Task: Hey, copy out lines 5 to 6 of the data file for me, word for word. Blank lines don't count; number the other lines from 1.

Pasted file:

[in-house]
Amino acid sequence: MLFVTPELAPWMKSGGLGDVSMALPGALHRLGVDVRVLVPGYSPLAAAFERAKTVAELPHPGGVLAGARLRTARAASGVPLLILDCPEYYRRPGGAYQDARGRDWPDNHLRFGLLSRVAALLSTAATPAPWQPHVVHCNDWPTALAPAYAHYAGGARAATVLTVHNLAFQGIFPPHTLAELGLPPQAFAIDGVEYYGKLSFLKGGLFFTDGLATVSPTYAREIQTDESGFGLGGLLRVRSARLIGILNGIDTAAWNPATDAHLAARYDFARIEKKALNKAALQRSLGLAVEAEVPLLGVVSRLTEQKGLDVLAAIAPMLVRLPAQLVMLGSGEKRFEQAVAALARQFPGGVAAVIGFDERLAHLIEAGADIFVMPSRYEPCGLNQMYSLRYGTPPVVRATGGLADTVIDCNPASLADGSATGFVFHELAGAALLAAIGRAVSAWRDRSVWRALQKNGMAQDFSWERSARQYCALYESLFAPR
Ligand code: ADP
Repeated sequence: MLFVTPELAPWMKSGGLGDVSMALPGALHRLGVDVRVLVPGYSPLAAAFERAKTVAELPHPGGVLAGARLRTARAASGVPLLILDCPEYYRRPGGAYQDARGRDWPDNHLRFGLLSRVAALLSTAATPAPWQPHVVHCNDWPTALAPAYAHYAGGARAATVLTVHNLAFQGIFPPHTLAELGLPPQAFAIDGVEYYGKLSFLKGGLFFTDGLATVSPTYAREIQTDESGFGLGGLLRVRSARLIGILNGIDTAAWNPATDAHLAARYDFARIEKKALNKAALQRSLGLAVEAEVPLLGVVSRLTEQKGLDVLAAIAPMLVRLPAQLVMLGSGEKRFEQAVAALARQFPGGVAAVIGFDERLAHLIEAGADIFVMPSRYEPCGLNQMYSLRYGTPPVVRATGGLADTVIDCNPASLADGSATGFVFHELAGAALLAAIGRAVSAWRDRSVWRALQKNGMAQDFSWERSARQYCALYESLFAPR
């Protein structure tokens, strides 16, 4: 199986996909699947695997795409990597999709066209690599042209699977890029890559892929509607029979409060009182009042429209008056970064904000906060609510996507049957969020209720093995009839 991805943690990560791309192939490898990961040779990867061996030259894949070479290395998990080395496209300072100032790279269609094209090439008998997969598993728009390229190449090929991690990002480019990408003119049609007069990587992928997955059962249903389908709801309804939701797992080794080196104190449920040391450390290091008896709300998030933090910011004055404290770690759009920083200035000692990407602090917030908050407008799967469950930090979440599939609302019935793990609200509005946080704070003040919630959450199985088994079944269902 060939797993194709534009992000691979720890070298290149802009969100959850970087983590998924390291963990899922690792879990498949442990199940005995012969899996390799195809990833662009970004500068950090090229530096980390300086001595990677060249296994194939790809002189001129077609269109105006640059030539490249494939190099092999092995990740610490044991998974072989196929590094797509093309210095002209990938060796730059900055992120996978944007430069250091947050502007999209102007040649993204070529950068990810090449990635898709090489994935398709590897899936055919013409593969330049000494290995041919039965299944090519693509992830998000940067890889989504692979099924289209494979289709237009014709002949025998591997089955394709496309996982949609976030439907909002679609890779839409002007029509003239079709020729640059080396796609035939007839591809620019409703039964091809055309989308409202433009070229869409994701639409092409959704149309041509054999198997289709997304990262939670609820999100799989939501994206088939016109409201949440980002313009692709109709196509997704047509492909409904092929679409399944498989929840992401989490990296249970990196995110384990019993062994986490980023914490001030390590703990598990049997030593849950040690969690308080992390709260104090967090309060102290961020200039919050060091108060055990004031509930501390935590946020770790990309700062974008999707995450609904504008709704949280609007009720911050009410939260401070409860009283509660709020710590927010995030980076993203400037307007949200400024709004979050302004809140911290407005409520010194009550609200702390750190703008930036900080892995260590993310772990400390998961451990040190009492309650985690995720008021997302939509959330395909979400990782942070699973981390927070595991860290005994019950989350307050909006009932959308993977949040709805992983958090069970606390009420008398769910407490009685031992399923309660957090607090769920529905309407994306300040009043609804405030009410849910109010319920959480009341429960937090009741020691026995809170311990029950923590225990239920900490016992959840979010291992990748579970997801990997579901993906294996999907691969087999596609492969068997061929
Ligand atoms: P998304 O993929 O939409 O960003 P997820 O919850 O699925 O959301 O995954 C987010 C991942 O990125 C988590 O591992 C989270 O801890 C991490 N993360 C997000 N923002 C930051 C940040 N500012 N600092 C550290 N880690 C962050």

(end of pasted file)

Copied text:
């Protein structure tokens, strides 16, 4: 199986996909699947695997795409990597999709066209690599042209699977890029890559892929509607029979409060009182009042429209008056970064904000906060609510996507049957969020209720093995009839 991805943690990560791309192939490898990961040779990867061996030259894949070479290395998990080395496209300072100032790279269609094209090439008998997969598993728009390229190449090929991690990002480019990408003119049609007069990587992928997955059962249903389908709801309804939701797992080794080196104190449920040391450390290091008896709300998030933090910011004055404290770690759009920083200035000692990407602090917030908050407008799967469950930090979440599939609302019935793990609200509005946080704070003040919630959450199985088994079944269902 060939797993194709534009992000691979720890070298290149802009969100959850970087983590998924390291963990899922690792879990498949442990199940005995012969899996390799195809990833662009970004500068950090090229530096980390300086001595990677060249296994194939790809002189001129077609269109105006640059030539490249494939190099092999092995990740610490044991998974072989196929590094797509093309210095002209990938060796730059900055992120996978944007430069250091947050502007999209102007040649993204070529950068990810090449990635898709090489994935398709590897899936055919013409593969330049000494290995041919039965299944090519693509992830998000940067890889989504692979099924289209494979289709237009014709002949025998591997089955394709496309996982949609976030439907909002679609890779839409002007029509003239079709020729640059080396796609035939007839591809620019409703039964091809055309989308409202433009070229869409994701639409092409959704149309041509054999198997289709997304990262939670609820999100799989939501994206088939016109409201949440980002313009692709109709196509997704047509492909409904092929679409399944498989929840992401989490990296249970990196995110384990019993062994986490980023914490001030390590703990598990049997030593849950040690969690308080992390709260104090967090309060102290961020200039919050060091108060055990004031509930501390935590946020770790990309700062974008999707995450609904504008709704949280609007009720911050009410939260401070409860009283509660709020710590927010995030980076993203400037307007949200400024709004979050302004809140911290407005409520010194009550609200702390750190703008930036900080892995260590993310772990400390998961451990040190009492309650985690995720008021997302939509959330395909979400990782942070699973981390927070595991860290005994019950989350307050909006009932959308993977949040709805992983958090069970606390009420008398769910407490009685031992399923309660957090607090769920529905309407994306300040009043609804405030009410849910109010319920959480009341429960937090009741020691026995809170311990029950923590225990239920900490016992959840979010291992990748579970997801990997579901993906294996999907691969087999596609492969068997061929
Ligand atoms: P998304 O993929 O939409 O960003 P997820 O919850 O699925 O959301 O995954 C987010 C991942 O990125 C988590 O591992 C989270 O801890 C991490 N993360 C997000 N923002 C930051 C940040 N500012 N600092 C550290 N880690 C962050």